New Horizzzons: The Wavelength Interview

Purveyors of: Scarf rock, incense and fuzzy doom glitter.
File Next To: Arrington de Dionyso, Pussy Galore, Flaming Lips, Black Sabbath, Tranz DéFoncé
Playing: WL 611 a.k.a. “Wavelength’s Endless Summer,” Saturday August 16 at the Vintage & Flea Market, 1251 Dundas St. W.

New Horizzzons are Robert Dayton (Canned Hamm, The Canadian Romantic, July Fourth Toilet), Craig Daniels (Leather Uppers, Tijuana Bibles) and Michael Comeau (LSDoubleDCup, the comic book Hellberta, etc). Their psychedelic music seeks to bridge the gap between sludgy, po-faced, street-level noise-punk and exuberant, theatrical, good-time glam-rock and — beating odds as heavy as their bass sound — succeeds!

Call it kismet, but when I should have been writing questions for this interview I was in New York watching Neil Patrick Harris in Hedwig and The Angry Inch. Anyway, it was a good thing too because literally during the first number — a New York Dolls-style thumper complete with high kicks, microphone nun-chucking and six-string cunnilingus — I was struck with the thought that most bands I see these days are bullshit. “Where’s the theatre? Where’s the effort? Where’s the giving 110%?” I feel like New Horizzzons understands that rock’n’roll should be performance first and art second. Am I being naive?

Robert: It is all tied in. Do we differentiate between performance and art as well as music and art? Do we need boundaries? Let all the senses blur. Some acts perform, but forget the songcraft and vice versa; some have neither. And then there are the untapped senses. We also have incense.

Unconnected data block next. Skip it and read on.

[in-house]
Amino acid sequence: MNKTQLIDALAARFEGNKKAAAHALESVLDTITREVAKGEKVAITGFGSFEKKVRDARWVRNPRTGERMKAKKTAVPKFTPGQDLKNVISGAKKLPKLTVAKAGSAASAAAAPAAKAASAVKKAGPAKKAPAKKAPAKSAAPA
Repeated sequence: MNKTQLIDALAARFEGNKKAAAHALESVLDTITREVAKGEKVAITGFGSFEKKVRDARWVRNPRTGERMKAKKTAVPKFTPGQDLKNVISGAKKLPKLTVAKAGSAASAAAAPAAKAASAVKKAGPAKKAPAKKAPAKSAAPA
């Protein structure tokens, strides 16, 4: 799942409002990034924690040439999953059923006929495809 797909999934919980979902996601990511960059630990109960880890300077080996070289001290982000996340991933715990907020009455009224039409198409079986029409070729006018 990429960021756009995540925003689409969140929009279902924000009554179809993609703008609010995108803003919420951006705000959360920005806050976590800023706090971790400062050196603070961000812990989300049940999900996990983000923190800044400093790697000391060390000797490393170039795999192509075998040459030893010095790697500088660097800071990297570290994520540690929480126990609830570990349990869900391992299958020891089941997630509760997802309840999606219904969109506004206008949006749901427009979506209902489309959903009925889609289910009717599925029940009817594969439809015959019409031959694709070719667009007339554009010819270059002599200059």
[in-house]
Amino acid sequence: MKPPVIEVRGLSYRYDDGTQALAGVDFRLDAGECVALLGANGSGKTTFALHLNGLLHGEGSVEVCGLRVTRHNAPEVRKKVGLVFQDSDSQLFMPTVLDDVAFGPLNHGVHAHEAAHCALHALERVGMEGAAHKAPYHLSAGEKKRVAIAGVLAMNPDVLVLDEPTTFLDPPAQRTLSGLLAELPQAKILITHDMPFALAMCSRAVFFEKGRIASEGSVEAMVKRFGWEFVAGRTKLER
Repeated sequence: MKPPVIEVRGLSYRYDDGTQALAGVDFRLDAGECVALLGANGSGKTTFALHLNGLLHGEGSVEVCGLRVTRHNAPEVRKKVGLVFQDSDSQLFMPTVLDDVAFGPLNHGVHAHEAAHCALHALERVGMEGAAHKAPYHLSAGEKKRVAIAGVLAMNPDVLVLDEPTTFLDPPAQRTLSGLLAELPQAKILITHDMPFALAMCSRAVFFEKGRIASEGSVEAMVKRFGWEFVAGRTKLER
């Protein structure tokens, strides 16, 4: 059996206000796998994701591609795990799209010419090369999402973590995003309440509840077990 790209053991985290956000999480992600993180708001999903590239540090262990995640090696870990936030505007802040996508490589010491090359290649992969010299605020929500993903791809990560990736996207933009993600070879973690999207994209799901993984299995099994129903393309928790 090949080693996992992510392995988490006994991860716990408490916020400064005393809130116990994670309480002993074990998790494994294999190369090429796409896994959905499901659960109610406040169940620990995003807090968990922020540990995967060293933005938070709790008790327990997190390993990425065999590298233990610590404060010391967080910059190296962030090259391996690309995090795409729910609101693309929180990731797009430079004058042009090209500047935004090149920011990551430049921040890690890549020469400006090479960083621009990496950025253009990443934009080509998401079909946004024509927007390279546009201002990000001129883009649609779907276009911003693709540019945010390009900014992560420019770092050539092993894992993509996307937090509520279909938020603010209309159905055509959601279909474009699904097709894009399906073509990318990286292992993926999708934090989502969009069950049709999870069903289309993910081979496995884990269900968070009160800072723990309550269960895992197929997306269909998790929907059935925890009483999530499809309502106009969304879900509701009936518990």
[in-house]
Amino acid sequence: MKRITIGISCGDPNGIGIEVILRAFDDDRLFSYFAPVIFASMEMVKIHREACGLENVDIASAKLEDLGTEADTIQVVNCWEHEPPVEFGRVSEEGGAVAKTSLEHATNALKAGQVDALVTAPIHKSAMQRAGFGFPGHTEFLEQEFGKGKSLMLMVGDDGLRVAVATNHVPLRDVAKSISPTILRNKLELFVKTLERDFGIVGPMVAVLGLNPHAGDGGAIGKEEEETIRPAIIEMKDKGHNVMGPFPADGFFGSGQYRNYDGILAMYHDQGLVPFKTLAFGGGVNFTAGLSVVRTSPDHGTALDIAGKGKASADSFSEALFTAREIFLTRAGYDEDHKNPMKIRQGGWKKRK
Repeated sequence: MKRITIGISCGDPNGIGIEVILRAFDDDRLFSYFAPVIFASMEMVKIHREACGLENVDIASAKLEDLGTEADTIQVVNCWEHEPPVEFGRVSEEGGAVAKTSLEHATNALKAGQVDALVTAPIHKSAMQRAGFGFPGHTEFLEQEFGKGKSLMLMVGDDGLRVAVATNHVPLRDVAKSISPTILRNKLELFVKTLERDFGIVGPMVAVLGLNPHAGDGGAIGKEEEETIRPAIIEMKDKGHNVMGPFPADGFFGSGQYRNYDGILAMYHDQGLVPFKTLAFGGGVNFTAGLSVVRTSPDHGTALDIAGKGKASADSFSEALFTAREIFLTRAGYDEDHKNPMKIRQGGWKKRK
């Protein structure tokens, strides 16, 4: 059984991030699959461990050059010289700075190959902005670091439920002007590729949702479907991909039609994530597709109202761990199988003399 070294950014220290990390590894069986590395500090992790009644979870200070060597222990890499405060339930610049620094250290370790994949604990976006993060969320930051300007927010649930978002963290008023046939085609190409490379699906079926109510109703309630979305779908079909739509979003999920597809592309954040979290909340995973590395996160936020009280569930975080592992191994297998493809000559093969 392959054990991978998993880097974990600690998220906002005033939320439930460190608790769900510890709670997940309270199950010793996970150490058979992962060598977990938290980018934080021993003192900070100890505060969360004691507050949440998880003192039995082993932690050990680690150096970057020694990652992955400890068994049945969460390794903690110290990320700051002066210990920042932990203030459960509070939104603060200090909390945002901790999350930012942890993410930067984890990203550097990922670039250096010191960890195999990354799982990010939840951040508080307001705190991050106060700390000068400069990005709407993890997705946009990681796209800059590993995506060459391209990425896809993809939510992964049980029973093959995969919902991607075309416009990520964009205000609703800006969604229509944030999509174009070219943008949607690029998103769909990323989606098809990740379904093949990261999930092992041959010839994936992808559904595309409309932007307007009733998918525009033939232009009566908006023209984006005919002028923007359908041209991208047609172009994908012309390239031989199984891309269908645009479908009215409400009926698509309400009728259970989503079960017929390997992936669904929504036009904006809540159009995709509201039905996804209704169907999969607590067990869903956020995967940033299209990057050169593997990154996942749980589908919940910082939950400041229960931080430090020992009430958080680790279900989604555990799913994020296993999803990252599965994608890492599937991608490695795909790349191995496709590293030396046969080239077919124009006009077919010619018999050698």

Craig: It was never a choice for me. Right out of the gate, I had to add lots of flair or it just didn’t feel right. I’ve tried, but it’s just doesn’t scratch that itch. It should be noted that Robert and I initially bonded over our shared love for dressing up and the fact that “scarf rock” is something to be preserved.

Michael: Pitting art and performance against one another is a false dichotomy. It’s like asking whether you like inhaling or exhaling when what you should be doing is breathing.

Agreed. Since rock’n’roll is essentially one of the “performing arts,” why do you think so many bands, especially indie bands, these days eschew performance in favour of “looking cool” or “being authentic” or whatever? What societal witchery caused this to happen?